According to a little bird, the brass decided that the title might suffer from the same problem that sank Steven Spielberg’s Young Sherlock Holmes: “Too British” for American kids.
But marketing eschewed the animators’ suggestions and renamed it The Great Mouse Detective. It opens under that title Wednesday.
The animators think the title is as imaginative as retitling Snow White and the Seven Dwarfs as Seven Little Men Help a Girl. In fact, one day in February, a memo appeared on the animation department bulletin board announcing that the studio had renamed all of its animated classics. First on the list was Seven Little Men Help a Girl.
The memo provoked merriment among the artists, the little bird told us, but the department chief wasn’t as amused. His named appeared on the memo and he was invited by management to explain.
Robert Levin, head of Disney marketing, confirmed this scenario and suggested that management might have been a little more sensitive to the animators.
“Basil was a film they had been working on for a long period of time,” Levin said. “For us to come in late in the process and say ‘We want to change this thing you’ve been working on’ was difficult to take. We have all agreed that on future releases, we’ll work closer together earlier.”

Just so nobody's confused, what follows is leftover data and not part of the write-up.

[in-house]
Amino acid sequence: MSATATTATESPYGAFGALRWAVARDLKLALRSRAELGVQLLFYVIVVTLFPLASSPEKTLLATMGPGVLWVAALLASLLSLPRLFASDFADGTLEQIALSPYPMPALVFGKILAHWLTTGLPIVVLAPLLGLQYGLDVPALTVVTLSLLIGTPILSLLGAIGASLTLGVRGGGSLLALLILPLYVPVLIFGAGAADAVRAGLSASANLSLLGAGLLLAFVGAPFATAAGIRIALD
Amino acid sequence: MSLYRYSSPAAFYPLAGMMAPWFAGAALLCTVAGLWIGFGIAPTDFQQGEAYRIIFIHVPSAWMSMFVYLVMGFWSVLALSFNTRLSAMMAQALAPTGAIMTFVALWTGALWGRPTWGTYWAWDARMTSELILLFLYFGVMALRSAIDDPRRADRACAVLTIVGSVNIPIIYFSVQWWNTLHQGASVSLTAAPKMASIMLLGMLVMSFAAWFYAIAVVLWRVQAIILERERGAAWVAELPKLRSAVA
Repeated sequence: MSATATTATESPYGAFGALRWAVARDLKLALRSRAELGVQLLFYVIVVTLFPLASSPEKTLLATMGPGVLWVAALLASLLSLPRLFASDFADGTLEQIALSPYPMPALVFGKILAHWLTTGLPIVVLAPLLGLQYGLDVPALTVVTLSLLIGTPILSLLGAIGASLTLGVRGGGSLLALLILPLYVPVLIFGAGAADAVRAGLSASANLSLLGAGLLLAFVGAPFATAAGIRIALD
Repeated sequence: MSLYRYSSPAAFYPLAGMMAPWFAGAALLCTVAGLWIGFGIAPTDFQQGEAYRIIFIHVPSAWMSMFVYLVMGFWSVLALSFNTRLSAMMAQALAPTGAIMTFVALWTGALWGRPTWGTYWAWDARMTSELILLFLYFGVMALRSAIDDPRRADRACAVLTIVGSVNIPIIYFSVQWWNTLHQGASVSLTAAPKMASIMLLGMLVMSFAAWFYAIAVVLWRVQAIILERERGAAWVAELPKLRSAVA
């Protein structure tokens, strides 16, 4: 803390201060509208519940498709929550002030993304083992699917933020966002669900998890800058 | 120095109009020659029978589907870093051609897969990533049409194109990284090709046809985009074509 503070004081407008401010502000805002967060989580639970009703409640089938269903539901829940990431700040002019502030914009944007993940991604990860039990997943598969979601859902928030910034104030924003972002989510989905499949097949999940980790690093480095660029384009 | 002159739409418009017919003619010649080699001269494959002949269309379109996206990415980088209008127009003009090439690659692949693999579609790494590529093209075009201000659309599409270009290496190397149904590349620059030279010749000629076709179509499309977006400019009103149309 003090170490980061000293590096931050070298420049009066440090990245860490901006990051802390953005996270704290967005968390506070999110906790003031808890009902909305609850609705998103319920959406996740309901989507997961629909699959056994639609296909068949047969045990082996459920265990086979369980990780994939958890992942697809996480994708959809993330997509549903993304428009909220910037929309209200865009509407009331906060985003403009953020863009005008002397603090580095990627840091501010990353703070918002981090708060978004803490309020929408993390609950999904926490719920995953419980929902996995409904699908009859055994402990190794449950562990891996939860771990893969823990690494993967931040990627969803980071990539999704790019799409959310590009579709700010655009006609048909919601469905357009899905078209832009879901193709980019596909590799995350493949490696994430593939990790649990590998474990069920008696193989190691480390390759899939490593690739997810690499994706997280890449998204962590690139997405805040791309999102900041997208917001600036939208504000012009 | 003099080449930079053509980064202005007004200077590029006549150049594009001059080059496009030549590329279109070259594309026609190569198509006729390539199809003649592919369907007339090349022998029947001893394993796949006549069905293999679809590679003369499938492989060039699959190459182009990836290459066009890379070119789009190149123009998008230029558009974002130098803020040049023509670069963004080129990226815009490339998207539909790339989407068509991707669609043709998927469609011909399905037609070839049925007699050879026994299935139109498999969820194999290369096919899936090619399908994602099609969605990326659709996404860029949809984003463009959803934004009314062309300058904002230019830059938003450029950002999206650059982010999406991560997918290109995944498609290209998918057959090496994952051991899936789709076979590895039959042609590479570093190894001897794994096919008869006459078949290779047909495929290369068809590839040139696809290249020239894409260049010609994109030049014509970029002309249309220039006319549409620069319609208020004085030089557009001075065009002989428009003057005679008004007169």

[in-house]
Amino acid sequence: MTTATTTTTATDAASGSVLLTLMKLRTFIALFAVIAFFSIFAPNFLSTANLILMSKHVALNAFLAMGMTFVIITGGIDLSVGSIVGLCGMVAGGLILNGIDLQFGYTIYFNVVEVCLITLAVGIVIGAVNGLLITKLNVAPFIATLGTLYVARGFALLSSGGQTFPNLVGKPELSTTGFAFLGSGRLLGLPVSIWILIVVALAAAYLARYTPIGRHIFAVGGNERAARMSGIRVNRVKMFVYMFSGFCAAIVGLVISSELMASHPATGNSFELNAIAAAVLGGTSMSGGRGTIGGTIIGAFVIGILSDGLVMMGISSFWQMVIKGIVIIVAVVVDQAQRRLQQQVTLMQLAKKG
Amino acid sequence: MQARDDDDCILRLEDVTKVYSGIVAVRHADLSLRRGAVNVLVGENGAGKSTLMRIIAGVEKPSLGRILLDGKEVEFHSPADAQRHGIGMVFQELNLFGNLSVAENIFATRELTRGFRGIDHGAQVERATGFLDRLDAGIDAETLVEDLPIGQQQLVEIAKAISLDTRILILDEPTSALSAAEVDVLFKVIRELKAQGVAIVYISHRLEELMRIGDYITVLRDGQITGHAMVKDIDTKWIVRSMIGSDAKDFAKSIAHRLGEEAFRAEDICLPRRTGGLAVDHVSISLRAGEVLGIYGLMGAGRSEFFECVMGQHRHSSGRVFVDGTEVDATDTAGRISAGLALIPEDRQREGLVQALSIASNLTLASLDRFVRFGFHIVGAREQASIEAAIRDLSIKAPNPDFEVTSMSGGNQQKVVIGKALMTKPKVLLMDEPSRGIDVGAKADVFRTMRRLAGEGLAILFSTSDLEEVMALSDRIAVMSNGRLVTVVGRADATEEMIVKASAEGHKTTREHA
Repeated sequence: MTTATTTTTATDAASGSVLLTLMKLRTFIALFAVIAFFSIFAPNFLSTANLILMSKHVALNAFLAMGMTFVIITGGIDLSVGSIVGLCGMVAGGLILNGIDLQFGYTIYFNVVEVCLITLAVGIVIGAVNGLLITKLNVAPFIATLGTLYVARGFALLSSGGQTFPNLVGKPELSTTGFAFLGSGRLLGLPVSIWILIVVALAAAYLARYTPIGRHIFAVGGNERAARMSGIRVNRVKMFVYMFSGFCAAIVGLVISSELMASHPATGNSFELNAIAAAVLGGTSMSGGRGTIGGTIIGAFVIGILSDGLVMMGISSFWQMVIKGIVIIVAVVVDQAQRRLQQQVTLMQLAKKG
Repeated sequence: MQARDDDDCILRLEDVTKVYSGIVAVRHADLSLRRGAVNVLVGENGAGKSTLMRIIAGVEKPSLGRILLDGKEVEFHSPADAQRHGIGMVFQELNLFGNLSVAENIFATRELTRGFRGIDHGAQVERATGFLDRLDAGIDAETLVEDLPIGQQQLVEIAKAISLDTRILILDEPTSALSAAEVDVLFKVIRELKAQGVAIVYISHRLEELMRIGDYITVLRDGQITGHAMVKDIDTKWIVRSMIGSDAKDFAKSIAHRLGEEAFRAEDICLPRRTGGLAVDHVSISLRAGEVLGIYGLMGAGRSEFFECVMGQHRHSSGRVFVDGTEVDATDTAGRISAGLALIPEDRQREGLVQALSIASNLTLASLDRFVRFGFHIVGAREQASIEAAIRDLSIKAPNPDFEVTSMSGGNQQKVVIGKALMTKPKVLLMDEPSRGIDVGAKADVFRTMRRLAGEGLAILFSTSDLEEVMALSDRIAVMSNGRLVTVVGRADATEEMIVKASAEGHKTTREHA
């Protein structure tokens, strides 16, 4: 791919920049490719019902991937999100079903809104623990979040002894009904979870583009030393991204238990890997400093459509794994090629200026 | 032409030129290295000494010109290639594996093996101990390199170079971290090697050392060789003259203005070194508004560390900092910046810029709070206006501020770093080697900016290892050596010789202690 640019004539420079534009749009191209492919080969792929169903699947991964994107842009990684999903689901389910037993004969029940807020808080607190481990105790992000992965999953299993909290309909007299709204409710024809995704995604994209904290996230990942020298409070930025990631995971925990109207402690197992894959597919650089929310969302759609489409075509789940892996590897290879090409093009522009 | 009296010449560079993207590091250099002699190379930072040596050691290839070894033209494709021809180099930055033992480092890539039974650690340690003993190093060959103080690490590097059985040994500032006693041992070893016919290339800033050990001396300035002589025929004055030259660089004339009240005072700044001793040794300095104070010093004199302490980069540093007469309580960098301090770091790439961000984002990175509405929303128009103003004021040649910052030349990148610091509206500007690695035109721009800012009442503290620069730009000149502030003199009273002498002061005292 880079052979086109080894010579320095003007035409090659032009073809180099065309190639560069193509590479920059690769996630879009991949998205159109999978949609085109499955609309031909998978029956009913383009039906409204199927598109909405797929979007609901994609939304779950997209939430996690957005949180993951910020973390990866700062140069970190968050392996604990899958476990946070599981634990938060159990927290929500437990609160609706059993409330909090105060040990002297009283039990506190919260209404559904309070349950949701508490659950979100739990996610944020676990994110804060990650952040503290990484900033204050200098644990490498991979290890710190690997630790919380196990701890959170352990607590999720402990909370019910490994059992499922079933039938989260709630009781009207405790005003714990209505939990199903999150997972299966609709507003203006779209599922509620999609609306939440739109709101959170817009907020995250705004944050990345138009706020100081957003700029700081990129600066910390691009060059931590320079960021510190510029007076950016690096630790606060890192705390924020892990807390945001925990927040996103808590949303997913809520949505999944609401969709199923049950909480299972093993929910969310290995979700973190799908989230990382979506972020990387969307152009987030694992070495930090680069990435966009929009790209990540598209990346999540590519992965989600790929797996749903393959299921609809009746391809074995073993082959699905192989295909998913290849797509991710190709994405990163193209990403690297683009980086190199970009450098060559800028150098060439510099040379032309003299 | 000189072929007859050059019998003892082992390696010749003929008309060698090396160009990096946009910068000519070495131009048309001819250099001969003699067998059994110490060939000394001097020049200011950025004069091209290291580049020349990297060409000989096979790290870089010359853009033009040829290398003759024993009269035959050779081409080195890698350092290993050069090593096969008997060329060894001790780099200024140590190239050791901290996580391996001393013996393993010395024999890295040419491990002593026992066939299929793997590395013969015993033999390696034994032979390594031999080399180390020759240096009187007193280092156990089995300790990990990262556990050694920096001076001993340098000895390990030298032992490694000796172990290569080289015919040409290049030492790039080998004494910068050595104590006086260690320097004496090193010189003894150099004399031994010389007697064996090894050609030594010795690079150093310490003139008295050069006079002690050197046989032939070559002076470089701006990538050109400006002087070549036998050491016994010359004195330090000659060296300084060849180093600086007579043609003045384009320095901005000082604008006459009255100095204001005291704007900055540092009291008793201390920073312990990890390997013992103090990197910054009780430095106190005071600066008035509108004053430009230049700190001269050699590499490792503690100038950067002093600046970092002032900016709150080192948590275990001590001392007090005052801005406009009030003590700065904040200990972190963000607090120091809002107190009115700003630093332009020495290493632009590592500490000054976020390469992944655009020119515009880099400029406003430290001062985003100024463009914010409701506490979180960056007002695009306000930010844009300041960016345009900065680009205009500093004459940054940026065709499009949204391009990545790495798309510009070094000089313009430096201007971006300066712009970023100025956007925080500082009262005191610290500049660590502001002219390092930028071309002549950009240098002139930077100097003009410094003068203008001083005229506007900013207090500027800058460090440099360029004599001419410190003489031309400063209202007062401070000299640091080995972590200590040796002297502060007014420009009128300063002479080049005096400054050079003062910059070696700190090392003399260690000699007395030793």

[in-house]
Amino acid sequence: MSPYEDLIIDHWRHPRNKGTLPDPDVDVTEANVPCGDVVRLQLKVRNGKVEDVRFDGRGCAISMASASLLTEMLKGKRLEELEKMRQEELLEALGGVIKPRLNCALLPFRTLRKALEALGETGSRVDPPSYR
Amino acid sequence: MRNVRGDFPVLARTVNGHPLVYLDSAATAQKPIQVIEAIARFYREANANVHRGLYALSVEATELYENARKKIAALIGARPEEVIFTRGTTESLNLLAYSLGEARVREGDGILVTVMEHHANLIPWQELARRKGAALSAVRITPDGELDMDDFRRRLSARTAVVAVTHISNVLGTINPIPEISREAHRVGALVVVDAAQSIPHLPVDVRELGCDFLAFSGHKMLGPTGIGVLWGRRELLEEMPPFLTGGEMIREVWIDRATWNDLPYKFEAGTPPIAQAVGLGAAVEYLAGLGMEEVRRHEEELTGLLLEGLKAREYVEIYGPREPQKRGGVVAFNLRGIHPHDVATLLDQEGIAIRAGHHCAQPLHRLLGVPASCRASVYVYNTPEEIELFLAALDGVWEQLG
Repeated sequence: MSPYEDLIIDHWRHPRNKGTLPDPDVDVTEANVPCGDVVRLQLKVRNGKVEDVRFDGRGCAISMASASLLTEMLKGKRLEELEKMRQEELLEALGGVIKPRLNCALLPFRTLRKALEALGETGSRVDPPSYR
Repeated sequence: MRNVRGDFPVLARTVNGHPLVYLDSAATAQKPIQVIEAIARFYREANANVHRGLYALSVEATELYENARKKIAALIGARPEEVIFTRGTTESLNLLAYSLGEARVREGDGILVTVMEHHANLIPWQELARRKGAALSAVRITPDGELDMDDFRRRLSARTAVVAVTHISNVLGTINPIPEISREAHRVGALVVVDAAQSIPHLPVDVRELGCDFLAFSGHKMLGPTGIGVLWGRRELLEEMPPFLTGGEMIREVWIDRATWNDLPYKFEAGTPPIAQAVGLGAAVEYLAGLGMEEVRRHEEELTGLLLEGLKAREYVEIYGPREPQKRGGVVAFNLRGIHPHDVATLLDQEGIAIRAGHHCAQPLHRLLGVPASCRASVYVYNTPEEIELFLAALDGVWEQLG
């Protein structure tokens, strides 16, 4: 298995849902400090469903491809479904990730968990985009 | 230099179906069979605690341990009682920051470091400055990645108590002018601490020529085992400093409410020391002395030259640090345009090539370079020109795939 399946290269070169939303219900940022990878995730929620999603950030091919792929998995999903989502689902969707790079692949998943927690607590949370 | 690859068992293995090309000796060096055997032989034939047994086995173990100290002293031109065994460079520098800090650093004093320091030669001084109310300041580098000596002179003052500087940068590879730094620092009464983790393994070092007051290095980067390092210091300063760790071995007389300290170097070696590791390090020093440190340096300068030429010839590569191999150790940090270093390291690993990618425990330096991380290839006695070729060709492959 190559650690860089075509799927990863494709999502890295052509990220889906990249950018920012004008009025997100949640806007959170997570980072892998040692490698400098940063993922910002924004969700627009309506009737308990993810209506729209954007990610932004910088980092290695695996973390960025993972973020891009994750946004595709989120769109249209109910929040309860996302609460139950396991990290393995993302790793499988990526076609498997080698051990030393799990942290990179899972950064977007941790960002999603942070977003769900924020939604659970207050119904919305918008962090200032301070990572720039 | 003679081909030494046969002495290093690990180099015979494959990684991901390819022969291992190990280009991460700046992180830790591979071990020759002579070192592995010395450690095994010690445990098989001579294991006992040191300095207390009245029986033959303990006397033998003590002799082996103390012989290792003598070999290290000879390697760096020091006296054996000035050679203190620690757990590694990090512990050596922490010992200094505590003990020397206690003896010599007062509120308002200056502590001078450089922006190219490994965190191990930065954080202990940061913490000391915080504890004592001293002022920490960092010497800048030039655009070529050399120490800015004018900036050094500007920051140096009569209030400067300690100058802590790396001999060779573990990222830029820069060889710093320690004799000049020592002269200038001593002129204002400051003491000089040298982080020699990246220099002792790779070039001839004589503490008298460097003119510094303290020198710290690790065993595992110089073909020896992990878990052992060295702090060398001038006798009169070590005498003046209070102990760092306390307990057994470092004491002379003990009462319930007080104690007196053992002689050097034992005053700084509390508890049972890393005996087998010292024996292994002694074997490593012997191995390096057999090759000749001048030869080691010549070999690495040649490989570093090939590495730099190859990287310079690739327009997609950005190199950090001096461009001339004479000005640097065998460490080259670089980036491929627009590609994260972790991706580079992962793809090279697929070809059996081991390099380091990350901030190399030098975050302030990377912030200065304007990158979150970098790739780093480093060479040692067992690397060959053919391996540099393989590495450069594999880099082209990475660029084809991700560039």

Meantime, the author of the [memo] is still at large.
Thanks to the LA Times piece, Mr. Gombert’s handiwork enjoyed a long shelf-life. Years after its creation, the titles on it triggered a series of questions on a Jeopardy episode. Good practical jokes never die.
But the mouse wasn’t quite done with me yet. The company mailed me a plaque for my ten years of faithful service, even though I fell several months short, and I hung it in the small closet I used for an office. (When you’re feeling bad about being let go, it’s always nice to put up reminders.) Then they mailed me an invitation to the Great Mouse Detective wrap party. It was held on the studio lot, and I attended in coat and tie, feeling like a sailor bobbing in the ocean as his battleship steams away.
Money was running low, my wife was getting edgy, and I knew that I needed to find some way to make a living—and fast. I tromped around to every animation studio I could think of, showing story editors my resume and work samples. The response was under-whelming:
“Writing features at Disney is fine and good, Mr. Hulett, but TV work is different. We don’t spend two years on a project. We need a script turned out every couple of weeks. We’re not sure you can DO this.”